Harsh criticism was leveled Tuesday morning against a report submitted by the Trajtenberg Committee, which was tasked with formulating a new socioeconomic agenda. In a press conference in Tel Aviv, social protest leaders and experts on their behalf slammed the committee's recommendations.
Daphni Leef described the report as a "blatant insult."
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"What have the citizens of Israel gotten? A reexamination of the cooking gas market? The committee played us."
Leef said the recommendations did not address the distress of single mothers, the homeless, the contract workers "and all the people this protest tried to represent."
"We're not looking back, we're looking ahead, the summer of 2011 is over, but our protest continues."
Professor Yossi Yona said at the press conference: "We are at a crucial stage in the protest and offering an outline for a practical change of our society which suffers from serious ailments. Repairing society cannot be based on narrow solutions."
Student Union Chairman Itzik Shmuli rejected the committee's recommendations and said: "It has to be said clearly – this committee had the chance to effect change, but this chance was missed."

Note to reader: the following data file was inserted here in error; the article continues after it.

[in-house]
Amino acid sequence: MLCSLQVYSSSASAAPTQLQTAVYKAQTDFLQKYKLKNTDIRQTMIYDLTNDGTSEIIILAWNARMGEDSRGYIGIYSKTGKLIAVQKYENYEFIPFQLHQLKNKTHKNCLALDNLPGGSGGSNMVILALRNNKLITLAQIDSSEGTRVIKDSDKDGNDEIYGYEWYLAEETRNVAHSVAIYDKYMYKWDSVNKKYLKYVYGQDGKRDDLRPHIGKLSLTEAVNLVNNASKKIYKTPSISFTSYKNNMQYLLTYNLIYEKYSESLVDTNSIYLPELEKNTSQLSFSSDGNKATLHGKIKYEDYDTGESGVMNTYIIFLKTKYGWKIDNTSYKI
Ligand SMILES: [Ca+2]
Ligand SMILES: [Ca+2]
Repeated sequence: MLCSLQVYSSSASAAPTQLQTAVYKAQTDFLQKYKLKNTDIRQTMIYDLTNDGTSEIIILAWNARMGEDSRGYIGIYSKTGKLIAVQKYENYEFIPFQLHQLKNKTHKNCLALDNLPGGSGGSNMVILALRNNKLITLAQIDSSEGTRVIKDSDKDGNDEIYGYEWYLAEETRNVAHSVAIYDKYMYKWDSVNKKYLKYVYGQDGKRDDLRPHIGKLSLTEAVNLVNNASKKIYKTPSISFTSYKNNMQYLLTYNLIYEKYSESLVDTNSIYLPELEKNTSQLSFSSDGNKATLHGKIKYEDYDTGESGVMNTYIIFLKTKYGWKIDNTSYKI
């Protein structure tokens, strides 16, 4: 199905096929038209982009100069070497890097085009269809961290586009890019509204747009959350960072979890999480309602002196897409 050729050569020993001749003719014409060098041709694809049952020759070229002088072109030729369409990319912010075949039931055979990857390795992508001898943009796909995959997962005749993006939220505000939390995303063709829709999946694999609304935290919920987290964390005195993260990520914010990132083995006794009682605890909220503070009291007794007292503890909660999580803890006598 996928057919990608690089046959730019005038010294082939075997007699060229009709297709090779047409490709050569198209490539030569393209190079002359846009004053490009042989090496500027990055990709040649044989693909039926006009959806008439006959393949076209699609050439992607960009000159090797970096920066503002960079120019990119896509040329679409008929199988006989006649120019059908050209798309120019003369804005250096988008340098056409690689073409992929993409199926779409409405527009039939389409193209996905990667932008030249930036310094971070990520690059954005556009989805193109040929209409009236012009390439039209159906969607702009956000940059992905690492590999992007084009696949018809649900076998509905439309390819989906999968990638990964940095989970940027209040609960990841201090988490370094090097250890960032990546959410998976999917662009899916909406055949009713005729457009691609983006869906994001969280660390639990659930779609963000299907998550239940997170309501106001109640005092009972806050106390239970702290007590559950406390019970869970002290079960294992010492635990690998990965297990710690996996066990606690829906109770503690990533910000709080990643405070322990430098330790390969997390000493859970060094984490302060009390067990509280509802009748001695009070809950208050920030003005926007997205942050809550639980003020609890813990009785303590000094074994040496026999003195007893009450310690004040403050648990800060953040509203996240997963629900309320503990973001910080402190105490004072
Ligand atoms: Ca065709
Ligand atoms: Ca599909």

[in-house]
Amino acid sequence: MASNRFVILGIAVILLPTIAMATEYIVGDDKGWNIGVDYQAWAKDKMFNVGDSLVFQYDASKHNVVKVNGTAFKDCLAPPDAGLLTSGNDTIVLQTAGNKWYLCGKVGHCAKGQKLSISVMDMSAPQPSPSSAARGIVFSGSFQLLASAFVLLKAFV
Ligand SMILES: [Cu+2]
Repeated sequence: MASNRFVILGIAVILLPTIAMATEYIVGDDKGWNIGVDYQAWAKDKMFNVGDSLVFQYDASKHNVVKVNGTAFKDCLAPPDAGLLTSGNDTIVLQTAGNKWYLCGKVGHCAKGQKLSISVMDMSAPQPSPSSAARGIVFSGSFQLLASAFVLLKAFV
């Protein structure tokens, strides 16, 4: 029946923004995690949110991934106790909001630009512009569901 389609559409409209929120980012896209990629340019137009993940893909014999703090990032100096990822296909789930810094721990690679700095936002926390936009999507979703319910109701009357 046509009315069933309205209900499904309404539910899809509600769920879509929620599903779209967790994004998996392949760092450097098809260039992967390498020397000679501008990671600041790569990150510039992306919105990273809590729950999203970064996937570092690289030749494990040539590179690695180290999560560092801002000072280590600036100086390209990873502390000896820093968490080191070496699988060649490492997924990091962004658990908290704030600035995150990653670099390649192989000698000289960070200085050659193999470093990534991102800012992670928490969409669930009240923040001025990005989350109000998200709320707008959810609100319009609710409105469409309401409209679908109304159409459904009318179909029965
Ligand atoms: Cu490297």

Shmuli expressed his appreciation for Prof. Trajtenberg's courage and attention to the public but added, "We give this an incomplete grade."
On Monday, the Trajtenberg Committee submitted its report to Prime Minister Benjamin Netanyahu.
The recommendations, presented by Prof. Manuel Trajtenberg, include the approval of 196,000 new apartments within five years, 20% of which will be allotted for affordable housing; increasing the Corporate Tax and Capital Gain Tax to 25%; reducing the prices of subsidized products like milk and eggs; implementing the Free Education Law from the age of three; encouraging the ultra-Orthodox sector to take part in national service and receive professional training; operating express buses from the periphery to central Israel and a 50% discount on public transportation for students.